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Tackling technical risk in ISV application migrations – Part 1

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Among the list of common migration worries that organizations face, technical risk is always near the top, and the potential technical challenges of a migration vary depending on the type of migration. In this post, I’ll cover the common concerns when migrating Independent Software Vendor (ISV) applications to a new platform.

Migrating ISV applications

Here are some important points to consider when discussing an ISV migration.

First, there are thousands of ISV applications in the marketplace today, and it’s not possible for any hardware vendor to provide migration assistance for all of them. The good news is that most ISVs have a service offering to help clients move to a new platform, and IBM can partner with these vendors if necessary.

Second, all ISVs certify their products to run on specific platforms, so from a technical point of view we’re not migrating the ISV’s source code from one platform to another. We’re installing the version of the ISV application that’s certified by the vendor to run on the target platform and then migrating the associated databases.

Finally, most ISVs have tools and processes for moving their applications to different platforms. It’s in their best interest to do this because very few organizations today will invest in a solution with no way to change platforms should something go awry with their current vendor. The client and the ISV will resolve any new licensing requirements that may arise as a result of the migration.

The ISV migration process is therefore pretty straightforward:

  • Install the application code on the target system (this is the version of the ISV code certified for the chosen target system)
  • Migrate the associated databases
  • Test
  • Go live

A few important notes

Let me offer two notes here:

  • Most ISVs provide ways for clients to customize their applications, and if these customizations are done as defined by the vendor, they can easily be moved as part of the migration. Seldom if ever does the ISV allow the client to change their source code.
  • When we migrate the associated databases, we usually do two mock migrations on the production instances prior to the final cutover on the new system. Each mock migration is thoroughly tested by the client. Test time is driven by the client and can take several weeks per instance depending on the client’s requirements. By the time the client is ready for the final cutover, its environment has been through extensive testing, and most, if not all, of the perceived worries and concerns have been resolved.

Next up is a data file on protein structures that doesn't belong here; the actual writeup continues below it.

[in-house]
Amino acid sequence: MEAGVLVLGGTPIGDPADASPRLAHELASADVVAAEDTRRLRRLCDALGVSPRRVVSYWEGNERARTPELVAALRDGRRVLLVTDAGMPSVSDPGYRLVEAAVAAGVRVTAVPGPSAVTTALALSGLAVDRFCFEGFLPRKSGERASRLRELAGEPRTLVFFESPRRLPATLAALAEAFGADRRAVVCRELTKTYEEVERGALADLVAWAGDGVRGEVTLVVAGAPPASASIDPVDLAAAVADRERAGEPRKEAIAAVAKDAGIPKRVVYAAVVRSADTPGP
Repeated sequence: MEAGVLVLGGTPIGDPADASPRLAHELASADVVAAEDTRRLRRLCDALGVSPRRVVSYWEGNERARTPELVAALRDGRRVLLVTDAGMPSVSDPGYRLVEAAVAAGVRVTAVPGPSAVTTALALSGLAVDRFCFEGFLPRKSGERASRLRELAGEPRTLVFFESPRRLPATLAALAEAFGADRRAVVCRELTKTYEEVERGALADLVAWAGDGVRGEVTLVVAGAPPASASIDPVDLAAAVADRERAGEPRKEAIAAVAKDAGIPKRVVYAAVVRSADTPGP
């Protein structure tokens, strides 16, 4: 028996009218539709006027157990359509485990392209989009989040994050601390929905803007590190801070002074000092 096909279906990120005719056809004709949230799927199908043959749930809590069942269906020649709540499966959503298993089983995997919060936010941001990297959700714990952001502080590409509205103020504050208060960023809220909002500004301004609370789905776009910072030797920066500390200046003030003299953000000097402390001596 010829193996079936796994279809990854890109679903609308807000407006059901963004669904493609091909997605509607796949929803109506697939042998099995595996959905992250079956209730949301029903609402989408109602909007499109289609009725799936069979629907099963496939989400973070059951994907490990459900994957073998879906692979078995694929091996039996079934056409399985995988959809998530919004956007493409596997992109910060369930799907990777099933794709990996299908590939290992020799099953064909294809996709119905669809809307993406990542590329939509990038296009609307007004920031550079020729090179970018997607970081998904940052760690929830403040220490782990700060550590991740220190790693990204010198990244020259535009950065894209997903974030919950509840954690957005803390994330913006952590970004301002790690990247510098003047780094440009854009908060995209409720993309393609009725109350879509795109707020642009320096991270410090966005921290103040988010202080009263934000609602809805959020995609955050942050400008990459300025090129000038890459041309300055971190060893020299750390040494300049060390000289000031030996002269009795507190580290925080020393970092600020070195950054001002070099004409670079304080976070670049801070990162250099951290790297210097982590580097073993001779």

But what if something catastrophic or unexpected happens during the final cutover? Will you lose your valuable production data? The answer is no because you have the ability to stop the cutover process if you suspect a problem. Your source database has not been changed so we simply roll everything back, resolve the issue and reschedule the cutover for another weekend.

An example ISV migration method

SAP is a great example of an ISV that has a well-defined migration methodology that helps eliminate most of the risk and technical worries when migrating SAP applications from one platform to another. There are three key elements to the SAP process that help ensure a successful migration:

  • The migration team is staffed by SAP-certified OS/DB migration engineers.
  • The migration is done using standard SAP migration tools.
  • All production databases undergo several mock/test migrations prior to cutover (go-live) on the new system.

While all of the above sounds good, I’m sure you’re asking yourself, “What are some of the other things that can affect the successful outcome of an ISV migration?”

Click here for part 2 and a discussion on common ISV application migration issues and how IBM Systems Lab Services Migration Factory remediates them.

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Martin Carangelo

Great article Skip. I think its important for everyone to understand that the source and target systems have to be exact. This includes all the patches, and as you mention customizations, that are applied to the source. This is a step often forgotten but can increase migration time w lot.

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